Our house was already under contract. We needed to move out and move on within weeks. I was, however, not ready. Daily I would talk to my husband about other options. I would bring up Hawaii or California or Costa Rica. I even applied for a job in CostaRica. I had come across a video on YouTube of golden children surrounded by palm trees, singing about the virtues of peace. It moved me so much that I had sent my resume to the school that had produced it, aptly named “La Paz Community School”. I didn’t hear back from them and had forgotten all about it. It didn’t matter, because Mexico made sense for us. We knew Mexico, we had friends there, it was affordable and relatively close. Then I would wake up the next morning, read the newspaper about another decapitation in Mexico and change my mind again (the year was 2009).
My indecisiveness was weighing on my husband. While he is a patient and loving man, one day he sternly reminded me, “We are not talking about where to eat dinner, this is our life. We already sold the house and we need to commit to a plan. Lets make a decision and stick to it.” I told him, about the research I had done and that Costa Rica had seemed ideal. It had a lower crime rate than the U.S., access to health care and was voted the “Happiest Place on the Planet”. There was surf, it was warm and the schools were decent. He agreed to consider it, if I agreed to make a decision. Intellectually Costa Rica seemed right, but I need something more. I needed a sign from God.
That day I got on my knees and I prayed for guidance. Later that morning as I chased my two boys around the park, I met a woman who had just returned from Mexico. She had a horrible story to tell, about one of her friends getting shot by a stray bullet during a gunfight in the middle of day. I was horrified and decided that was the sign I needed. However, during my drive home from the park, I started to doubt if it was a sign or not and ultimately, shrugged it off to coincidence. That afternoon I put the boys down for the nap and was slowly fading into my own delicious nap, when the phone rang. Usually I would let it go to voicemail, but I saw it was a foreign number. The voice I heard said, “My name is Abel Mcclennen, the principal of La Paz Community School in Costa Rica. I don’t normally make cold calls, but, we have a part time teaching position open and I think you would make a good match”. I had literally been hit over the head with the sign.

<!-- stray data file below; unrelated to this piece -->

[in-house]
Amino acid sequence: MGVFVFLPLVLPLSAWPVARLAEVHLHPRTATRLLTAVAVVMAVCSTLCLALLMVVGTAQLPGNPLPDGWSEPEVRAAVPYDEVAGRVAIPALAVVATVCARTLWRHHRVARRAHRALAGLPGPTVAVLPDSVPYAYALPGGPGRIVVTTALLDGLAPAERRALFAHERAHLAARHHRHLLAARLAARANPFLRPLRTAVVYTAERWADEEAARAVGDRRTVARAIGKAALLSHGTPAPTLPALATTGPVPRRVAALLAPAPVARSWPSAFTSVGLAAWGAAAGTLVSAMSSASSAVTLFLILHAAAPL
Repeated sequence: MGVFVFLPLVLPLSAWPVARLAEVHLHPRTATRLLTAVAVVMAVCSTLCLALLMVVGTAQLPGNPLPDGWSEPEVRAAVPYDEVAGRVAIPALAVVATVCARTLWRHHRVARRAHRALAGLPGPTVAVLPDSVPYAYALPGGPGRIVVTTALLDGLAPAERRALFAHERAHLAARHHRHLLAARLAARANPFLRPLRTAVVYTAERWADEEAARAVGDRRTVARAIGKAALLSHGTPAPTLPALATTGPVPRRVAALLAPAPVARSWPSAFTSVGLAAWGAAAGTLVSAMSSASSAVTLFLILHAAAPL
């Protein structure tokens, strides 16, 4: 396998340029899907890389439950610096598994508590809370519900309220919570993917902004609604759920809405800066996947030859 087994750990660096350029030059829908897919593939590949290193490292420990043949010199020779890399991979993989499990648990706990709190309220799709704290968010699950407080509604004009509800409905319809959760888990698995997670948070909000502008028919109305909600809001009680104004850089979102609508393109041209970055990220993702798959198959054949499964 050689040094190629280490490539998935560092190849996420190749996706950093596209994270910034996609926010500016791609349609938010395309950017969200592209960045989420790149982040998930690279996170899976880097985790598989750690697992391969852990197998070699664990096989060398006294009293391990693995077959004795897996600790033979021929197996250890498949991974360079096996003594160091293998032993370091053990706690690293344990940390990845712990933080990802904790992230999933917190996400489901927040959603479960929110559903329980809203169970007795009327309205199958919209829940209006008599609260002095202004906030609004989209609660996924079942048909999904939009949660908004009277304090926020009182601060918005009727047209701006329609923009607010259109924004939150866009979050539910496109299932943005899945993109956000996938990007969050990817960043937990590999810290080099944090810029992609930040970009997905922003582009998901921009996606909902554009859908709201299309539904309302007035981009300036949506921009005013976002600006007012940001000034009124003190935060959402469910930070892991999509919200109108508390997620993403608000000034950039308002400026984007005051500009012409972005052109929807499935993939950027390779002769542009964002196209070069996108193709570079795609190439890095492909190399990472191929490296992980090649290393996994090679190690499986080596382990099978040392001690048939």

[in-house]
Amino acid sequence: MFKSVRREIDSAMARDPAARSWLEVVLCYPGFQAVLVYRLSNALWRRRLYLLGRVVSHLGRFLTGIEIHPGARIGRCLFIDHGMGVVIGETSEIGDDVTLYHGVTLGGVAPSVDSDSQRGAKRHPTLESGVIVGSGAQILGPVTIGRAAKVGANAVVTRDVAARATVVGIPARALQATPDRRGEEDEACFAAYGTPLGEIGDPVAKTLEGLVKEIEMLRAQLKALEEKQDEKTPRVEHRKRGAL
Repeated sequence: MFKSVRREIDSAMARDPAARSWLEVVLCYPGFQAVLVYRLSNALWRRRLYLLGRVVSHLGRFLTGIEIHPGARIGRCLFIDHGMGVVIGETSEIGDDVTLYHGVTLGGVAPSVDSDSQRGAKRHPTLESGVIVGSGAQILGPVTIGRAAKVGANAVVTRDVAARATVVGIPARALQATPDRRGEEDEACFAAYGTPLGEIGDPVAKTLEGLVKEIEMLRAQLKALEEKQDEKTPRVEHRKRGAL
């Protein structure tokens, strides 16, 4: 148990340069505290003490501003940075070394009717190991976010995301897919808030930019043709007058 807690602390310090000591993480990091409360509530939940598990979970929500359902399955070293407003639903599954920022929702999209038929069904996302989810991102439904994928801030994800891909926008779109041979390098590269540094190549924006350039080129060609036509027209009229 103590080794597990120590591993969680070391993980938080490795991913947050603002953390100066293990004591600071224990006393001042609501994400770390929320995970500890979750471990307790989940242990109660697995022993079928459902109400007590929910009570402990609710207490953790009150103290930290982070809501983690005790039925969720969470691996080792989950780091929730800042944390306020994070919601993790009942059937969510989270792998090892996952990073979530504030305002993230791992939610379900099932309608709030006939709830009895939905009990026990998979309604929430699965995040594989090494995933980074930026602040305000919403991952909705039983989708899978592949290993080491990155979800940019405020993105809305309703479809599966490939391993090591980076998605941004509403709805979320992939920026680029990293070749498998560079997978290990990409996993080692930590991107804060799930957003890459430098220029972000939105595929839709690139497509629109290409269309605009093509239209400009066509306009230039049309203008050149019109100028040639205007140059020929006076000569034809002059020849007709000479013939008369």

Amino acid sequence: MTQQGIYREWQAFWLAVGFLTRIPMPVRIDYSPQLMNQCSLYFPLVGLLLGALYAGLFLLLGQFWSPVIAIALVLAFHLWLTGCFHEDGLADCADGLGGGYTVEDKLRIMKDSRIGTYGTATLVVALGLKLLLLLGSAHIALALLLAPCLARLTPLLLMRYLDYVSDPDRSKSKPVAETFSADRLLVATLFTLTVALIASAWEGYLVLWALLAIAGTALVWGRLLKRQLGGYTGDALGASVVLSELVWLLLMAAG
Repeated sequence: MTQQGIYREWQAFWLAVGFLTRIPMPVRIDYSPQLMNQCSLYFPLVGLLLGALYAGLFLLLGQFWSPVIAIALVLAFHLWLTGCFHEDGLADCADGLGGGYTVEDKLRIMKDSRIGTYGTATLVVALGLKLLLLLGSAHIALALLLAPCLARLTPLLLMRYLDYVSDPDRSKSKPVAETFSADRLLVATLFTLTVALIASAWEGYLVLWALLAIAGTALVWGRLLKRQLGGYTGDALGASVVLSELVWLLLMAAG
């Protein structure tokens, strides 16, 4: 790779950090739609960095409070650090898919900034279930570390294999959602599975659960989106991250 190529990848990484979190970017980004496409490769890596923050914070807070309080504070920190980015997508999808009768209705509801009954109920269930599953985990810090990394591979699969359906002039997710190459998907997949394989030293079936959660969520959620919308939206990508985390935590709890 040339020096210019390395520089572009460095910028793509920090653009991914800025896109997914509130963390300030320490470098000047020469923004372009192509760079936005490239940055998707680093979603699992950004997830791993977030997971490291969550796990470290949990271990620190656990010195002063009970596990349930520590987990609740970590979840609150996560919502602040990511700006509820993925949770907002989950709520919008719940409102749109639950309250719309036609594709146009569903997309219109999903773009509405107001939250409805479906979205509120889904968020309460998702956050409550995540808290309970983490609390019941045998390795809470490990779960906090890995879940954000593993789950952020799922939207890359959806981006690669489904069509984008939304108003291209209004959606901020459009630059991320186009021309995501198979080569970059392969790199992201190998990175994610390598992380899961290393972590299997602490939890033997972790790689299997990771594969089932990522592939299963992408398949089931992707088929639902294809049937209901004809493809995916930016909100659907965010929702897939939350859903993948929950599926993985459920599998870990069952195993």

We announced that our going away party, which was two days away, had been changed from “Viva Mexico” to “Pura Vida, Costa Rica Here We Come”!
Three weeks later my aunt dropped all of us off at the airport. We had our exact allotment of luggage, two boxes each, 2 carry-ons each and we were willing to pay a fee for the surfboards. In her truck fit all of our worldly possessions and, I was more than okay with that. I felt liberated and excited and ready to start our new life. Because in the end we had sold our things and we had bought the opportunity to have more time together, warm weather, good surf and adventure in Costa Rica, “The Happiest Place on the Planet”.
WHAT WE DO NOW
While the original idea was to have a couple of years living abroad, we are now in our 8th year in Costa Rica. People often ask us how long we will stay. That’s hard to say. The kids attend the best school I could possibly imagine, La Paz Community School, were I also teach part time. We have made great friends and love the community, the weather, the culture, the lifestyle down here in Pura Vida Land. We spend lots of time surfing or at the beach with friends. So, for the moment we are going to continue to put our time and energy into the family business, Serendipity Charters, and see where life takes us from here.
– Geneva Jasmine Garcia Ellen